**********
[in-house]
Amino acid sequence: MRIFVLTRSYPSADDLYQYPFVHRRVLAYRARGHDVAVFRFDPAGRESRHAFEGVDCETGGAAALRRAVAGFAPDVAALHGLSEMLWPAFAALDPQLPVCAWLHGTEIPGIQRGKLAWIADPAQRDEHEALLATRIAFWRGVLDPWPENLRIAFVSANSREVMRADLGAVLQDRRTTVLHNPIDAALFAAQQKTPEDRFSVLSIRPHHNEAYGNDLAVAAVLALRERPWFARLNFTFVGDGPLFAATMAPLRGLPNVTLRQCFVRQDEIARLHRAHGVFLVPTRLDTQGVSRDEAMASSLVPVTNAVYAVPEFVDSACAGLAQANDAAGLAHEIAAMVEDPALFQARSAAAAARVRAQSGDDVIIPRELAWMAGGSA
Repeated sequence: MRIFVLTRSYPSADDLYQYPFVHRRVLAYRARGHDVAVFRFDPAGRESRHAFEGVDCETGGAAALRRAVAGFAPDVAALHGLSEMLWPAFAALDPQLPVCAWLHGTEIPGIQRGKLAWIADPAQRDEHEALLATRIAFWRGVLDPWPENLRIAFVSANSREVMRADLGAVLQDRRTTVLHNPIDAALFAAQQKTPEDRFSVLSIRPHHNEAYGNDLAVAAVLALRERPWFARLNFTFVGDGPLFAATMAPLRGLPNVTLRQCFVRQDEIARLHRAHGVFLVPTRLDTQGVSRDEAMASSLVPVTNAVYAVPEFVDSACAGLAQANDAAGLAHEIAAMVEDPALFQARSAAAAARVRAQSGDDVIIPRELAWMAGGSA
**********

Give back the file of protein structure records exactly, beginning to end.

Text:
[in-house]
Amino acid sequence: MRIFVLTRSYPSADDLYQYPFVHRRVLAYRARGHDVAVFRFDPAGRESRHAFEGVDCETGGAAALRRAVAGFAPDVAALHGLSEMLWPAFAALDPQLPVCAWLHGTEIPGIQRGKLAWIADPAQRDEHEALLATRIAFWRGVLDPWPENLRIAFVSANSREVMRADLGAVLQDRRTTVLHNPIDAALFAAQQKTPEDRFSVLSIRPHHNEAYGNDLAVAAVLALRERPWFARLNFTFVGDGPLFAATMAPLRGLPNVTLRQCFVRQDEIARLHRAHGVFLVPTRLDTQGVSRDEAMASSLVPVTNAVYAVPEFVDSACAGLAQANDAAGLAHEIAAMVEDPALFQARSAAAAARVRAQSGDDVIIPRELAWMAGGSA
Repeated sequence: MRIFVLTRSYPSADDLYQYPFVHRRVLAYRARGHDVAVFRFDPAGRESRHAFEGVDCETGGAAALRRAVAGFAPDVAALHGLSEMLWPAFAALDPQLPVCAWLHGTEIPGIQRGKLAWIADPAQRDEHEALLATRIAFWRGVLDPWPENLRIAFVSANSREVMRADLGAVLQDRRTTVLHNPIDAALFAAQQKTPEDRFSVLSIRPHHNEAYGNDLAVAAVLALRERPWFARLNFTFVGDGPLFAATMAPLRGLPNVTLRQCFVRQDEIARLHRAHGVFLVPTRLDTQGVSRDEAMASSLVPVTNAVYAVPEFVDSACAGLAQANDAAGLAHEIAAMVEDPALFQARSAAAAARVRAQSGDDVIIPRELAWMAGGSA